Archives For Africa

In my last post, I introduced you to a vital ministry brewing here in Zambia: African Christian University (ACU). I also made the bold claim that this school has the potential to put a real dent in the spiritual and material poverty in Africa. It may seem absurd that one school has such promise, but I’m becoming more and more convinced that it does. ACU, I believe, could be a major catalyst toward Africa’s solution. But before we talk solution, let’s look at the problem.

kids for sale

The future of Africa

After 40 years of dumping trillions of western dollars into Africa, the continent is still struggling. Hurling money oversees hasn’t helped African in the long run. Such (often) mismanaged charity has created an attitude of dependency and stripped away the need or desire for self-sufficiency, not to mention fostered wide-spread corruption both inside and outside the church. Therefore, many experts locate the solution to Africa’s demise in three main areas: leadership, education, and the gospel. Here’s an oversimplified explanation.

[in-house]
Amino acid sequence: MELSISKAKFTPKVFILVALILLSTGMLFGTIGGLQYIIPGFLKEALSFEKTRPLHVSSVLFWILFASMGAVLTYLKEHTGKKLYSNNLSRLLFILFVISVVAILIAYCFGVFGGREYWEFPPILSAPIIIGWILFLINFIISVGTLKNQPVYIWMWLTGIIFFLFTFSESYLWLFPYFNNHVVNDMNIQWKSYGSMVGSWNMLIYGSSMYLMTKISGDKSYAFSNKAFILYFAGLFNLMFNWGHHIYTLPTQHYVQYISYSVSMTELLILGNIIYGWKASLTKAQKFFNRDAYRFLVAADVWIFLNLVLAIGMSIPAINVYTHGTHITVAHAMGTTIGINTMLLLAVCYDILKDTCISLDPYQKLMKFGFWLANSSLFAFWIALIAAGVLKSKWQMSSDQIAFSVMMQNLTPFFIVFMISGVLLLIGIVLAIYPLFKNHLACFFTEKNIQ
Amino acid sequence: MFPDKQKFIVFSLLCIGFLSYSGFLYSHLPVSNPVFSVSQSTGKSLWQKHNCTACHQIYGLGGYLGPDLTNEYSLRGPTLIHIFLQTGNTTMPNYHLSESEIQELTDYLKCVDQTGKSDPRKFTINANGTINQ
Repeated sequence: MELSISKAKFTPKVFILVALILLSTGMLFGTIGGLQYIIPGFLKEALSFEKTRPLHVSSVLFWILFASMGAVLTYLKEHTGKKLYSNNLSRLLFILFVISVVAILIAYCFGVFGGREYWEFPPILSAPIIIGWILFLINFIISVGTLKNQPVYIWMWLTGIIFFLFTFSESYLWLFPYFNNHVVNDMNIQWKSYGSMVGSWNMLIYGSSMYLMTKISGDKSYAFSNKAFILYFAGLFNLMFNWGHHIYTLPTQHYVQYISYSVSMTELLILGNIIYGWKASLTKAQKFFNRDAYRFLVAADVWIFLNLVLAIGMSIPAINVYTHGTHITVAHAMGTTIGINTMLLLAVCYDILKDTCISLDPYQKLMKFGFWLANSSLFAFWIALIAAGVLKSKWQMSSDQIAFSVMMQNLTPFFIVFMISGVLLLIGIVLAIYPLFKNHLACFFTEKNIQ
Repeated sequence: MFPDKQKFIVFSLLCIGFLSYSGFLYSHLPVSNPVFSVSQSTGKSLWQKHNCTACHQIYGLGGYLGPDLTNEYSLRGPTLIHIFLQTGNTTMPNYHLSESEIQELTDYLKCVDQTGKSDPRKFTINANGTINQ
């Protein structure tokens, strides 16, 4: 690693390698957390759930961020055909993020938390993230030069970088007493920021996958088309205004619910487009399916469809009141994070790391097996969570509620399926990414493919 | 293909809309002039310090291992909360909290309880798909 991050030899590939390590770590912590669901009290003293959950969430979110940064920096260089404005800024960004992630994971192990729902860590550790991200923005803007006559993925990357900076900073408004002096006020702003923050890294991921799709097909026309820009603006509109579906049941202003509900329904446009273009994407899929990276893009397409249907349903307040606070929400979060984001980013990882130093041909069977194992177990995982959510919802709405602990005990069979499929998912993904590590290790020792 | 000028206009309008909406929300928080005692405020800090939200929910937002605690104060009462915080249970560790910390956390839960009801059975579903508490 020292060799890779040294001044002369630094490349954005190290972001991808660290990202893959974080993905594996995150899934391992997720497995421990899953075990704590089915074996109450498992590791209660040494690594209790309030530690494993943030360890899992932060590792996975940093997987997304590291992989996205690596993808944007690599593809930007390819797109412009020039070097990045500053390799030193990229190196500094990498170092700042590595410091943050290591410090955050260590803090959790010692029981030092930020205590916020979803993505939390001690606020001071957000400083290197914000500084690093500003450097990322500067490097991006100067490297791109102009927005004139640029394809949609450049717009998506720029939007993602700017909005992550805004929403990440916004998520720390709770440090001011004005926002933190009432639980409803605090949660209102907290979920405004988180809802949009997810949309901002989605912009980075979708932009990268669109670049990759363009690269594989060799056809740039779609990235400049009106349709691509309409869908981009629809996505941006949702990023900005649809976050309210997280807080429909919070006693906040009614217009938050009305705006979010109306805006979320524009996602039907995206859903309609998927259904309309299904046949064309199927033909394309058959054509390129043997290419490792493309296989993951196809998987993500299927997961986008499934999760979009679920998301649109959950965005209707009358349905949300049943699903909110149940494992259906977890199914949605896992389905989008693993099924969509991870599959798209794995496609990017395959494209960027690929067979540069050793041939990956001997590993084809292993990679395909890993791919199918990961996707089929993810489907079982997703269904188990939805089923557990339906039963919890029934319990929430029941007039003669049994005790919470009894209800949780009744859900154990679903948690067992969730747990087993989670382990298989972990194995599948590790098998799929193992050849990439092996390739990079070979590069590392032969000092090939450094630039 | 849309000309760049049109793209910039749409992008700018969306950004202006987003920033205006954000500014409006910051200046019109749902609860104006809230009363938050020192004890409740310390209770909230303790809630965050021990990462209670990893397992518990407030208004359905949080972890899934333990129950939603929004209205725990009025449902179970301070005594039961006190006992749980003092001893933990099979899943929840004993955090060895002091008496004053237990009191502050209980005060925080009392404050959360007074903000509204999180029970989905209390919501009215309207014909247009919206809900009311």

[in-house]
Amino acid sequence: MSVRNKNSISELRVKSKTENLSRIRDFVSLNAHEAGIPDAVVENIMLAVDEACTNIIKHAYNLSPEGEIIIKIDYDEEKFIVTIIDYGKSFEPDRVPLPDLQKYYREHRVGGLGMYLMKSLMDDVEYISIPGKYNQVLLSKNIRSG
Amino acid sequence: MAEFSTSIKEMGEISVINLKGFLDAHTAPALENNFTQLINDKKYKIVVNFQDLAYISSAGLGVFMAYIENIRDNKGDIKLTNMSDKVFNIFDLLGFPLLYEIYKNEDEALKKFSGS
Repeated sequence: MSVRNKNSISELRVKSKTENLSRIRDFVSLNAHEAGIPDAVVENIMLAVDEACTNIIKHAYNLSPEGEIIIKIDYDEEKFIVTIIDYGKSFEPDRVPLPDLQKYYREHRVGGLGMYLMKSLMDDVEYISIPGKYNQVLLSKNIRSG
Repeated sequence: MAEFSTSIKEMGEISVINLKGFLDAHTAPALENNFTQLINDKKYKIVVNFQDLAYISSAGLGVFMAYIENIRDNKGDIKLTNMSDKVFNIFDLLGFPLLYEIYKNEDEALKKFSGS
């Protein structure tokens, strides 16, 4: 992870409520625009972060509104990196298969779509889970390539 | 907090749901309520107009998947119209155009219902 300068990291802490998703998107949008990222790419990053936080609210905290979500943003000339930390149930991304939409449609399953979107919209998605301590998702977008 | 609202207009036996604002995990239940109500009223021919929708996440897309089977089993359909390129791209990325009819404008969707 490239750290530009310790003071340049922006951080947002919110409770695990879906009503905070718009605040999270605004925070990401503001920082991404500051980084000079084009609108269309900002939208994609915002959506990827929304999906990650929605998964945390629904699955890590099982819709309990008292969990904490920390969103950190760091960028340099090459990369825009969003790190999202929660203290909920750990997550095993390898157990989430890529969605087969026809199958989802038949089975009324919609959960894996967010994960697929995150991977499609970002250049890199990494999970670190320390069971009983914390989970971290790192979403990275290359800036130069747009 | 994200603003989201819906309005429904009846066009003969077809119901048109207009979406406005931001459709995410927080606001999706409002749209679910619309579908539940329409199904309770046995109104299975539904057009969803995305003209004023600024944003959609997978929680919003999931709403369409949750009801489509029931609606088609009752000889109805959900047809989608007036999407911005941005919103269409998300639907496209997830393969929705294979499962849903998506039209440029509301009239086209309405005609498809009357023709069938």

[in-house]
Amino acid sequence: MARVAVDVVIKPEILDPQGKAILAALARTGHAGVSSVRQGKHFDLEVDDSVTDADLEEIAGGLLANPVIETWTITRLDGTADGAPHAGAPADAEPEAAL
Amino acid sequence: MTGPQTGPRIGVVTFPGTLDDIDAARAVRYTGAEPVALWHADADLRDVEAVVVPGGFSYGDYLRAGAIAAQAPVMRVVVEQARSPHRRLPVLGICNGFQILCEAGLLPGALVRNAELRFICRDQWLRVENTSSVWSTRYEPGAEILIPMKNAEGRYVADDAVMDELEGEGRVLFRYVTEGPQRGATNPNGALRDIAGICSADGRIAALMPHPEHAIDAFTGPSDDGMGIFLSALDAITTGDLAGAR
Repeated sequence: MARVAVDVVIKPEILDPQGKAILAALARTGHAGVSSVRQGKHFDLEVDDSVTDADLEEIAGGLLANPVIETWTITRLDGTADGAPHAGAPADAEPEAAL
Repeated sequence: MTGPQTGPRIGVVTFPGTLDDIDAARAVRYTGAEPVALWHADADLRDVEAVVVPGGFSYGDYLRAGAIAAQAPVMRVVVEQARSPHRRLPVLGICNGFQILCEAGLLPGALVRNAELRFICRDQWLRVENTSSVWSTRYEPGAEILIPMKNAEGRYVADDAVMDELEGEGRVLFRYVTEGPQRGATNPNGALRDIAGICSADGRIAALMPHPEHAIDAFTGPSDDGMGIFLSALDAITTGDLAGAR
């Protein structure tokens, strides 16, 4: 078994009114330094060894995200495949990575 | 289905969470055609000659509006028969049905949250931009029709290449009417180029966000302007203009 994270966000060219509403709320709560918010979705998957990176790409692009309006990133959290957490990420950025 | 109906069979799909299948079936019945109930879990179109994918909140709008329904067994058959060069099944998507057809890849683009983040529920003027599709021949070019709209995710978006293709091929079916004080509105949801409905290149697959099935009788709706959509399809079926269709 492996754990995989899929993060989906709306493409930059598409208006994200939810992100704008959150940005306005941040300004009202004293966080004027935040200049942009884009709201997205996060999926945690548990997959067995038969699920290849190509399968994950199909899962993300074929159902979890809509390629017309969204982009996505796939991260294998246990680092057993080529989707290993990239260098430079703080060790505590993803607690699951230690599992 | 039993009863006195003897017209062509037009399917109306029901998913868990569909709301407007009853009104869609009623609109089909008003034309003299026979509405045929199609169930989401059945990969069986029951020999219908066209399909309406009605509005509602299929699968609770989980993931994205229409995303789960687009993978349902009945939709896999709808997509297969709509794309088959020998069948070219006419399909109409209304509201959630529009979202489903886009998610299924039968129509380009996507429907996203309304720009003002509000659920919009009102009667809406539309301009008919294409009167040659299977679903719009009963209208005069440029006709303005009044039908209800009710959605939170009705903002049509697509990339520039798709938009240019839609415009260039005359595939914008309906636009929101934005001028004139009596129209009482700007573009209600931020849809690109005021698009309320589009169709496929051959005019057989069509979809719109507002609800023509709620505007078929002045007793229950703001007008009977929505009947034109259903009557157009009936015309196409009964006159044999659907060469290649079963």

Leadership has been a major problem across the continent, as African Economist George Ayittey pointed out quite thoroughly in his book Africa in Chaos. Bad African leadership has crippled the continent. The solution therefore is raising up a new generation of African leaders who will better manage the vast resources in the country. Such influential leaders, who can strategically fill such a weighty role, generally come from the educated class.

This leads to the second point: education. Many Africans who want (and can afford) quality education leave the country to get it, but then they typically don’t come back. What Africa needs, therefore, is to focus on improving higher education in Africa. Quality African education will cultivate a more sustainable solution to Africa’s problems. The hope of Africa lies in Africa.

But as a Christian, educated leadership may improve Africa’s material problem but it won’t change people’s hearts (which actually may end up hurting the material condition as well.) What is needed is theological education. But not just theological education that trains pastors—though this is still a tremendous need!—but liberal arts education that’s governed by a Christian worldview. We need doctors, engineers, lawyers, businesspeople, journalists, chemists, historians, and school teachers, who can receive a top-notch education in Africa that’s focused on the Lordship of Jesus in all things so that this next generation of leaders can transform Africa for Christ. All three areas (leadership, education, gospel) are necessary.